If you have ever wondered how you would recognize if your laptop or PC has a virus, check out the following list. It provides a few indicators that may suggest your desktop PC or Laptop has been infected:
- You may notice that your computer is suddenly running much slower than you recall it doing before, programs may take a long time to open and opening web pages may be delayed. It might suddenly take a long time to start up your machine.
- Your keyboard and/or mouse might start behaving oddly. Different characters may appear when you try to type and programs you haven't clicked on may open.
- Your computer may completely freeze and be non-responsive to your efforts to escape and ctrl + alt + del. Your keyboard and/or mouse may not respond.
- When you log into your usual search engine, such as Internet Explorer, Firefox or Google Chrome, your home page may have changed into something you don't recognise. This could be a search engine that you don't recall installing.
- You may be having a 'blue screen of death' regularly. This is when the computer crashes and the error code is displayed on a blue screen. This is not necessarily a characteristic of a virus but can be an indicator of one, it is best to get 'blue screen of death' errors checked out by an IT technician.
- Your web browsing may be interrupted by annoying pop-ups, this is referred to as Adware and can be very distracting when trying to browse the internet.
- There may be a program running that you don't remember installing, sometimes viruses are disguised as security software programs and will pop-up error messages on your screen warning you that you have a virus. If you clicked on one of these error messages, you would typically be directed to a web-page asking for payment to clear the 'virus'.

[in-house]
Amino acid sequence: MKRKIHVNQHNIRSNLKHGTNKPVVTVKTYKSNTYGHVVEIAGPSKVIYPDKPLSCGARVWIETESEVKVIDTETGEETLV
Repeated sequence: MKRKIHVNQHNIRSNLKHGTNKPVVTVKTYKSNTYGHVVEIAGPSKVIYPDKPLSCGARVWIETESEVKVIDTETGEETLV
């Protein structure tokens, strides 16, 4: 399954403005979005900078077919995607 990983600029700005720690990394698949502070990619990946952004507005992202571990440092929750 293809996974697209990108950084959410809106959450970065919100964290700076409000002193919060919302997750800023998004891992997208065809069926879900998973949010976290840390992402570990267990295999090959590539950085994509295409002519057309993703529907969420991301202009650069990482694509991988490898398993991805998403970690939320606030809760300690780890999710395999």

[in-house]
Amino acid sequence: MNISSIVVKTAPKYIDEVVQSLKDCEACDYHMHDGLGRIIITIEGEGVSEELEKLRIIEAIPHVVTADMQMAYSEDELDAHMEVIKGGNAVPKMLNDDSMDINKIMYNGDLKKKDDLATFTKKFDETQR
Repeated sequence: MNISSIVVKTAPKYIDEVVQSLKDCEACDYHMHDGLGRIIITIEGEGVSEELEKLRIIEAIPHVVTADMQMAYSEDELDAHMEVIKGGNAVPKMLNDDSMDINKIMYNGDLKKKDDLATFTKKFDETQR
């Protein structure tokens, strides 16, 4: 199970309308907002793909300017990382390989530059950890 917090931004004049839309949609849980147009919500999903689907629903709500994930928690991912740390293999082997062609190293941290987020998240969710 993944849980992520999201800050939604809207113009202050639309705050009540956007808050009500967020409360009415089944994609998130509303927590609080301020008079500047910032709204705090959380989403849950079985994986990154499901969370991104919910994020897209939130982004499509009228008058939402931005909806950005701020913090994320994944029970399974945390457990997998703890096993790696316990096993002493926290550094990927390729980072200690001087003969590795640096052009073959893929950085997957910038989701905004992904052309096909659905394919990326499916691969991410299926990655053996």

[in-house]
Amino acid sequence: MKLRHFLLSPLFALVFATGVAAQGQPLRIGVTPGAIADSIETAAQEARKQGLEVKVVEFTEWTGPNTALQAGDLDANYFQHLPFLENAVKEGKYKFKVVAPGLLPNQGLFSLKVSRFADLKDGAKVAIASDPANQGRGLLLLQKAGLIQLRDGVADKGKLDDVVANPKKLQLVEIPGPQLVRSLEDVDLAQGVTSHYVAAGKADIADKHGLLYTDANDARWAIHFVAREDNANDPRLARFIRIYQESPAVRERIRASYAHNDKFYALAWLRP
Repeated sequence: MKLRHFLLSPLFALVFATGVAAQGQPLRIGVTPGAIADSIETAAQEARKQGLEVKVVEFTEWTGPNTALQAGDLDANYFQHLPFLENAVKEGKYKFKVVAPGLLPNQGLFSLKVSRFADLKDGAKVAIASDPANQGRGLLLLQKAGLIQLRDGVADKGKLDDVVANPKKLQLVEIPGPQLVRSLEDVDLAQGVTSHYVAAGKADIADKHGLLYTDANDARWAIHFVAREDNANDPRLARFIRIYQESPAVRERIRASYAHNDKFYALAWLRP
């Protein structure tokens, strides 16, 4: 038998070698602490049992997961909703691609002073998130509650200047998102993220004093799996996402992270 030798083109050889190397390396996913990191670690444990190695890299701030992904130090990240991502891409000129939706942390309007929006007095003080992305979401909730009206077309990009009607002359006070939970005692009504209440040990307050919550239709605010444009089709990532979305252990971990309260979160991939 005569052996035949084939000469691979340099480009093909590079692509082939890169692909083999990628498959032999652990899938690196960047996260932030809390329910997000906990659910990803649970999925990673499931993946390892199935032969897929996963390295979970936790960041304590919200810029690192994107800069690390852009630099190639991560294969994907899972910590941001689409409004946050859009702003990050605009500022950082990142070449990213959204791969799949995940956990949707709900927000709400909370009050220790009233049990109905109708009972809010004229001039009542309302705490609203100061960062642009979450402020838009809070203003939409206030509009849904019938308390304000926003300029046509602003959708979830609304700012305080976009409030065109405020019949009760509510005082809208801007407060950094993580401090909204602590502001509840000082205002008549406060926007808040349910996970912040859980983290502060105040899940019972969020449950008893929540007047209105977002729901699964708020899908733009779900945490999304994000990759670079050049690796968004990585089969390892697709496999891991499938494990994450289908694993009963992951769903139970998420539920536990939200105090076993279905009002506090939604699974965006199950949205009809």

- When starting your computer, you may discover a page displaying an FBI warning or a page claiming to be the British Police, this is known as Ransomware. These viruses have been known to take a photo of you using your own webcam to display on the screen designed to frighten you. The warning will ask you to make a payment to free your system.
Sometimes viruses can be obtained through downloading files and software, opening spam emails and through visiting certain webpages. There are a number of viruses circulating the internet today and it has been suggested that there are up to 50 new viruses being released every week. Laptop and PC infections are commonly known as Trojans, ransomware, spyware, keyloggers, rootkits and zombies to name but a few. Collectively, these terms are referred to as malware.
Malware in its creation is designed to be non-detectable and non-removable. They easily bypass anti-virus software to corrupt your system and files. Nowadays, malware can self heal if an attempt to remove or disable it is made. If malware has made it's way onto your system once, it is more likely that you will be infected again as malware creators may sell access to your machine.
When you purchase a brand new computer, it comes preinstalled with over 250,000 files and another 700 files will be added each and every time you install a new program. This provides a large number of hiding places for malware to remain undetected. Unfortunately this means that removing and uninstalling malware and viruses is not 100% failsafe, some are far more difficult to remove than others. The only way to completely insure a machine is safe following a serious malware infection would be to completely reinstall the operating system.
The best way to be safe online is to only install software from reputable sites, make sure you read all of the installation stages so you don't accidentally agree to installing toolbars and other such undesirables. Don't open emails from sources you don't recognise, if the subject is offering you lots of money it almost certainly is too good to be true. Choose an antivirus product to ensure you remain protected whilst browsing the internet.
If you believe you have been infected by a virus then you should disconnect your internet connection, remove any external devices such as CD's, DVD's and USB's and contact a local PC and Laptop repair specialist.
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